Up to 11% of the world’s electricity could come from concentrated solar by 2050
The world’s largest solar power plant, now live in Morocco, will eventually provide 1.1 million people with power and cut carbon emissions by 760,000 tons a year.
The $9 billion Noor Concentrated Solar Power (CSP) plant could eventually start exporting energy to the European market.
The Noor Concentrated Solar Power (CSP), paid for with funds approved by The World Bank, is located in the Souss-Massa-Drâa area in Morocco, about 6 miles from Ouarzazate town. It began operation on Thursday. While the World Bank and other development partners provided financial support, the Noor solar plant is a wholly Moroccan project.
“With this bold step toward a clean energy future, Morocco is pioneering a greener development and developing a cutting edge solar technology,” Marie Francoise Marie-Nelly, World Bank Country Director for the Maghreb, said in a statement. “The returns on this investment will be significant for the country and its people, by enhancing energy security, creating a cleaner environment, and encouraging new industries and job creation.”
The plant will be able to store solar energy in the form of heated molten salt, which allows for the production of electricity even at night.Overall, the new Noor CSP plant will increase Morocco’s energy independence, create 1,600 jobs during construction and 200 jobs during the power plant’s operation, and increase the installed capacity of solar power stations from 22MW in 2013 to 522MW in 2018, according to The World Bank.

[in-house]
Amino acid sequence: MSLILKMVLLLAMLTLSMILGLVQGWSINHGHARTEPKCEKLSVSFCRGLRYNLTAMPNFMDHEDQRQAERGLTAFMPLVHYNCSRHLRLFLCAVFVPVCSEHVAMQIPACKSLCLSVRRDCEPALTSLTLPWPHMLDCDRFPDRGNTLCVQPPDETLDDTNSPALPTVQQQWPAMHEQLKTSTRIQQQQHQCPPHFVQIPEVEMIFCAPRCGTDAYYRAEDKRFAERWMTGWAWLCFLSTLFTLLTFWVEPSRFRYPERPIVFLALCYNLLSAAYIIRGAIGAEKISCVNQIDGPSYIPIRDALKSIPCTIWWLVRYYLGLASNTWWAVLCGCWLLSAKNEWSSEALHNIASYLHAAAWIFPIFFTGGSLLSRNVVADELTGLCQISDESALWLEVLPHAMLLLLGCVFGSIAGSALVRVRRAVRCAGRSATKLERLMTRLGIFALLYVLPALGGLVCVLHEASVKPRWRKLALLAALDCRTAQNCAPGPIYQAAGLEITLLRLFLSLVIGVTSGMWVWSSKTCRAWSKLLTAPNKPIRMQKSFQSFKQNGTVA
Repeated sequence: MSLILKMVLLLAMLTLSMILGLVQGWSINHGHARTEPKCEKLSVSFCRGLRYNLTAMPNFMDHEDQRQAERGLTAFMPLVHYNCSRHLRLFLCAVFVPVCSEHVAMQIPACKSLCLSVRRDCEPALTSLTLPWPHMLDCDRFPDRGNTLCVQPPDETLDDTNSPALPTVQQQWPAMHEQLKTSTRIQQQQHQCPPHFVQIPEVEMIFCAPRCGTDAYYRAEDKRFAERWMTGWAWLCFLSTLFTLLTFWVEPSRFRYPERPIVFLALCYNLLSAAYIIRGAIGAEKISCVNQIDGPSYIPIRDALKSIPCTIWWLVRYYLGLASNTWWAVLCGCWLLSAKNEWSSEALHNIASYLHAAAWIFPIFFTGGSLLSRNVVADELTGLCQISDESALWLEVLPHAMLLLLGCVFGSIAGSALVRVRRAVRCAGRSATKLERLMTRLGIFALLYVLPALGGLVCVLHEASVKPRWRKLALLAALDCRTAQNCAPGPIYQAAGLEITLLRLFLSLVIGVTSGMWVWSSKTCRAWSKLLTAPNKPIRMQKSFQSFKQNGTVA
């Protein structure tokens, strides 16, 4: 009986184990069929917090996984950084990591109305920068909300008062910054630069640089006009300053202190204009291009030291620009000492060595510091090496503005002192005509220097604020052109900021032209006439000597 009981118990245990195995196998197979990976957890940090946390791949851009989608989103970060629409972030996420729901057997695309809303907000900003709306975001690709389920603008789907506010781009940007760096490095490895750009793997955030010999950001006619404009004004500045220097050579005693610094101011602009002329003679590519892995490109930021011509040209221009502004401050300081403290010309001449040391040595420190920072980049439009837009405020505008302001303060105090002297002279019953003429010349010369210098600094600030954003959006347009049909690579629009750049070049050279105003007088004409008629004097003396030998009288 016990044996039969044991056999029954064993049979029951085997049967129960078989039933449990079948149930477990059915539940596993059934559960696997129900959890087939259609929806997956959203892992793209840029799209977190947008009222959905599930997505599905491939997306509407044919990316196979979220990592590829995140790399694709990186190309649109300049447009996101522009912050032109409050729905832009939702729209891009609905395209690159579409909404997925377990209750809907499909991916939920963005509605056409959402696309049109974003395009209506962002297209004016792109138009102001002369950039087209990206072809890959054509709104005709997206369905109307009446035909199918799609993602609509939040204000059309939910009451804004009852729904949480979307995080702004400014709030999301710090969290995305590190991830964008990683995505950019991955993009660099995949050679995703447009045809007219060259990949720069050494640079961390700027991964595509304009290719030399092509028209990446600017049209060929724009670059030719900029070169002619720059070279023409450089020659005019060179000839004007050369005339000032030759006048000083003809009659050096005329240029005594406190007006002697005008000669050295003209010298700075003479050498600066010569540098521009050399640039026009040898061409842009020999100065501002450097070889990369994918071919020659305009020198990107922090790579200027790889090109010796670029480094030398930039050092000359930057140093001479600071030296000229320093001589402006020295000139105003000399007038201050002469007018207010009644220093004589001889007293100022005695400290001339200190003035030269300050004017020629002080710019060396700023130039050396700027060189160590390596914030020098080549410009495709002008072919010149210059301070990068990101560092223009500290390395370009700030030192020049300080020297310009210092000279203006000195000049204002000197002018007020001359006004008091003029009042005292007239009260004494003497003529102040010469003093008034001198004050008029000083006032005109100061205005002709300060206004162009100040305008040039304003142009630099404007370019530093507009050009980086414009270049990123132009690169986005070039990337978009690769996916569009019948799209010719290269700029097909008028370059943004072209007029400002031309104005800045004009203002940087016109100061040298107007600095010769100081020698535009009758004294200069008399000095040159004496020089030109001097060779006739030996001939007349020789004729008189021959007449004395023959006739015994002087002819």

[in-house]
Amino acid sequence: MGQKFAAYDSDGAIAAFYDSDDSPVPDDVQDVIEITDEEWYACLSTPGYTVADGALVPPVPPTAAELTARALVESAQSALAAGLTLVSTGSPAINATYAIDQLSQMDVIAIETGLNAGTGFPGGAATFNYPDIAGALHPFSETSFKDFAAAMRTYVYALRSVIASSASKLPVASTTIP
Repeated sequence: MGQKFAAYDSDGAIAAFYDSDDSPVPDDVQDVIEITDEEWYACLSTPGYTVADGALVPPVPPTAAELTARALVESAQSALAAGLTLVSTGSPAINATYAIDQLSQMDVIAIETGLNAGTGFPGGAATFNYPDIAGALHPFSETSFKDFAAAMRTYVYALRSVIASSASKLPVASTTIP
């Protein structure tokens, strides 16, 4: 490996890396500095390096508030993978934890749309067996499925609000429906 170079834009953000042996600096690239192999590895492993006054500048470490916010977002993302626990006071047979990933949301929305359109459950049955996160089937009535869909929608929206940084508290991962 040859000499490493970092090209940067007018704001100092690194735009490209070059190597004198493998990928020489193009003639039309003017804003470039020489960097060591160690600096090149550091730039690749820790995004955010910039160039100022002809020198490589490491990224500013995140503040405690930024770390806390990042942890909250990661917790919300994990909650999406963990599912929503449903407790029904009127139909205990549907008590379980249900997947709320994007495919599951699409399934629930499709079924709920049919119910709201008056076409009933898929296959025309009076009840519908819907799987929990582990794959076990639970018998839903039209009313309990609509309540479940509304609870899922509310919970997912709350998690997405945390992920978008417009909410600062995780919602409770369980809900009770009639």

Unlike concentrated photovoltaic solar power, CSP plants do not create electrical current through the photovoltaic effect, where particles of light (photons) break electrons free from atoms, generating a flow of electricity. Instead CSP uses either lenses or parabolic mirrors to concentrate the sun’s light onto a small point where water or another substance is heated.
The heat is used to create steam, which runs a turbine that produces electricity. In the Noor CSP, concave mirrors focus on molten salt, heating it anywhere from 300 degrees to 660 degrees Fahrenheit.
Currently, the Noor CSP can generate 160 megawatts (MW). But as additional phases are completed, in two years it’s expected to generate more than 500MW — enough power to meet the needs of 1.1 million Moroccans.
Phase 2 (Noor 2 and 3 plants) are due to open in 2017 and 2018 and will store power for up to eight hours. In all, the Noor CSP plant will cover an area of 6,178 acres.
At full power, the new solar power plant will reduce carbon emissions by 760,000 tons per year, which would equate to 17.5 million tons of carbon emissions over 25 years, according to Climate Investment Funds.
The International Energy Agency estimates that up to 11% of the world’s electricity generation in 2050 could come from CSP.
Morocco’s goal is to have 42% of its energy come from renewable resources by 2020.